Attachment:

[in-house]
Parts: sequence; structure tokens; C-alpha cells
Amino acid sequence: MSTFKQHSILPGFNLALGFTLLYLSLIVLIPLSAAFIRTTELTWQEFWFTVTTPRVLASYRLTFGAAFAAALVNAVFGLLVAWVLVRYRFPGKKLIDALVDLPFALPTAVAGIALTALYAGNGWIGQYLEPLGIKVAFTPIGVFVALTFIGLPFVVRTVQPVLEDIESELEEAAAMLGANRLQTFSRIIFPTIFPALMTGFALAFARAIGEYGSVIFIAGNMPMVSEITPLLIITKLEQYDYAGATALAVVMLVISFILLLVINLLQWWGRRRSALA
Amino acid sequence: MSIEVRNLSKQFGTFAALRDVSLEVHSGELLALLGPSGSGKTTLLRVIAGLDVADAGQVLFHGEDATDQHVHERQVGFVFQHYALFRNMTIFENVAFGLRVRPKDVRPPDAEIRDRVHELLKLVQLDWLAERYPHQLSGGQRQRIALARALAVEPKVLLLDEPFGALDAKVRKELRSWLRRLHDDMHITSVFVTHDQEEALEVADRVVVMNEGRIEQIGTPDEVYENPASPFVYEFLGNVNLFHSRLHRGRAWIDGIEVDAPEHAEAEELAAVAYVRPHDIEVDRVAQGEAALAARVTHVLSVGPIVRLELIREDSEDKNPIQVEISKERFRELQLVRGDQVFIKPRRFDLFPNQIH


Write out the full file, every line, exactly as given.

[in-house]
Parts: sequence; structure tokens; C-alpha cells
Amino acid sequence: MSTFKQHSILPGFNLALGFTLLYLSLIVLIPLSAAFIRTTELTWQEFWFTVTTPRVLASYRLTFGAAFAAALVNAVFGLLVAWVLVRYRFPGKKLIDALVDLPFALPTAVAGIALTALYAGNGWIGQYLEPLGIKVAFTPIGVFVALTFIGLPFVVRTVQPVLEDIESELEEAAAMLGANRLQTFSRIIFPTIFPALMTGFALAFARAIGEYGSVIFIAGNMPMVSEITPLLIITKLEQYDYAGATALAVVMLVISFILLLVINLLQWWGRRRSALA
Amino acid sequence: MSIEVRNLSKQFGTFAALRDVSLEVHSGELLALLGPSGSGKTTLLRVIAGLDVADAGQVLFHGEDATDQHVHERQVGFVFQHYALFRNMTIFENVAFGLRVRPKDVRPPDAEIRDRVHELLKLVQLDWLAERYPHQLSGGQRQRIALARALAVEPKVLLLDEPFGALDAKVRKELRSWLRRLHDDMHITSVFVTHDQEEALEVADRVVVMNEGRIEQIGTPDEVYENPASPFVYEFLGNVNLFHSRLHRGRAWIDGIEVDAPEHAEAEELAAVAYVRPHDIEVDRVAQGEAALAARVTHVLSVGPIVRLELIREDSEDKNPIQVEISKERFRELQLVRGDQVFIKPRRFDLFPNQIH